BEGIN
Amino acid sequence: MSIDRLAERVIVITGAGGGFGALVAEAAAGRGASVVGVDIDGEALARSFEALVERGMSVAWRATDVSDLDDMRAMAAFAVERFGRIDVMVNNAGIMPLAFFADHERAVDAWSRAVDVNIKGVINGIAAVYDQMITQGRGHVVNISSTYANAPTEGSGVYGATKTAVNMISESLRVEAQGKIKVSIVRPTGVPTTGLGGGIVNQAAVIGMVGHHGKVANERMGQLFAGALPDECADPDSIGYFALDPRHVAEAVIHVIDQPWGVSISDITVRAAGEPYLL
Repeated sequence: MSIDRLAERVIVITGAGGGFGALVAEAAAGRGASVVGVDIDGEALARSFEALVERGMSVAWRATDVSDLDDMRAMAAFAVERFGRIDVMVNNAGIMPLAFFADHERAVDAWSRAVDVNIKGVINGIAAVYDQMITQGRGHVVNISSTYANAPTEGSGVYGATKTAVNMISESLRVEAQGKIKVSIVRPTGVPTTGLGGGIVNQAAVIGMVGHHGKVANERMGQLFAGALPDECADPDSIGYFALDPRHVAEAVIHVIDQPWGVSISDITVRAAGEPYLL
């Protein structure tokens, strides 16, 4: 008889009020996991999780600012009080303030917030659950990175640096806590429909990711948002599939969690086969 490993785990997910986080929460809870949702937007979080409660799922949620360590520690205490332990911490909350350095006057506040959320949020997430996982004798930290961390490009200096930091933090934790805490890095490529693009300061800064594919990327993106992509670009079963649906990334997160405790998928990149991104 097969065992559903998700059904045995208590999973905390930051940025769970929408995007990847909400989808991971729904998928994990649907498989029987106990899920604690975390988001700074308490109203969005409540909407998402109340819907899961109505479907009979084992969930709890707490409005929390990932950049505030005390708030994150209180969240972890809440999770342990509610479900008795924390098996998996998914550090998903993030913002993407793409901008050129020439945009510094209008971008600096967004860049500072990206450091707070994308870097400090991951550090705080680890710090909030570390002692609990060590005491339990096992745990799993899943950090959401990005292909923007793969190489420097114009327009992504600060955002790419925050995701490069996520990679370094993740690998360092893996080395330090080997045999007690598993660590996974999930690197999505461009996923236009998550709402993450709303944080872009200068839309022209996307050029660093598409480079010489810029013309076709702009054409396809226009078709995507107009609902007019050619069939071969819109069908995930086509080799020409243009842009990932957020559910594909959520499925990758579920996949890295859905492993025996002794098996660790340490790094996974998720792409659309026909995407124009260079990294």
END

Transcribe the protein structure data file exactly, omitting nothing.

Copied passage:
Amino acid sequence: MSIDRLAERVIVITGAGGGFGALVAEAAAGRGASVVGVDIDGEALARSFEALVERGMSVAWRATDVSDLDDMRAMAAFAVERFGRIDVMVNNAGIMPLAFFADHERAVDAWSRAVDVNIKGVINGIAAVYDQMITQGRGHVVNISSTYANAPTEGSGVYGATKTAVNMISESLRVEAQGKIKVSIVRPTGVPTTGLGGGIVNQAAVIGMVGHHGKVANERMGQLFAGALPDECADPDSIGYFALDPRHVAEAVIHVIDQPWGVSISDITVRAAGEPYLL
Repeated sequence: MSIDRLAERVIVITGAGGGFGALVAEAAAGRGASVVGVDIDGEALARSFEALVERGMSVAWRATDVSDLDDMRAMAAFAVERFGRIDVMVNNAGIMPLAFFADHERAVDAWSRAVDVNIKGVINGIAAVYDQMITQGRGHVVNISSTYANAPTEGSGVYGATKTAVNMISESLRVEAQGKIKVSIVRPTGVPTTGLGGGIVNQAAVIGMVGHHGKVANERMGQLFAGALPDECADPDSIGYFALDPRHVAEAVIHVIDQPWGVSISDITVRAAGEPYLL
């Protein structure tokens, strides 16, 4: 008889009020996991999780600012009080303030917030659950990175640096806590429909990711948002599939969690086969 490993785990997910986080929460809870949702937007979080409660799922949620360590520690205490332990911490909350350095006057506040959320949020997430996982004798930290961390490009200096930091933090934790805490890095490529693009300061800064594919990327993106992509670009079963649906990334997160405790998928990149991104 097969065992559903998700059904045995208590999973905390930051940025769970929408995007990847909400989808991971729904998928994990649907498989029987106990899920604690975390988001700074308490109203969005409540909407998402109340819907899961109505479907009979084992969930709890707490409005929390990932950049505030005390708030994150209180969240972890809440999770342990509610479900008795924390098996998996998914550090998903993030913002993407793409901008050129020439945009510094209008971008600096967004860049500072990206450091707070994308870097400090991951550090705080680890710090909030570390002692609990060590005491339990096992745990799993899943950090959401990005292909923007793969190489420097114009327009992504600060955002790419925050995701490069996520990679370094993740690998360092893996080395330090080997045999007690598993660590996974999930690197999505461009996923236009998550709402993450709303944080872009200068839309022209996307050029660093598409480079010489810029013309076709702009054409396809226009078709995507107009609902007019050619069939071969819109069908995930086509080799020409243009842009990932957020559910594909959520499925990758579920996949890295859905492993025996002794098996660790340490790094996974998720792409659309026909995407124009260079990294």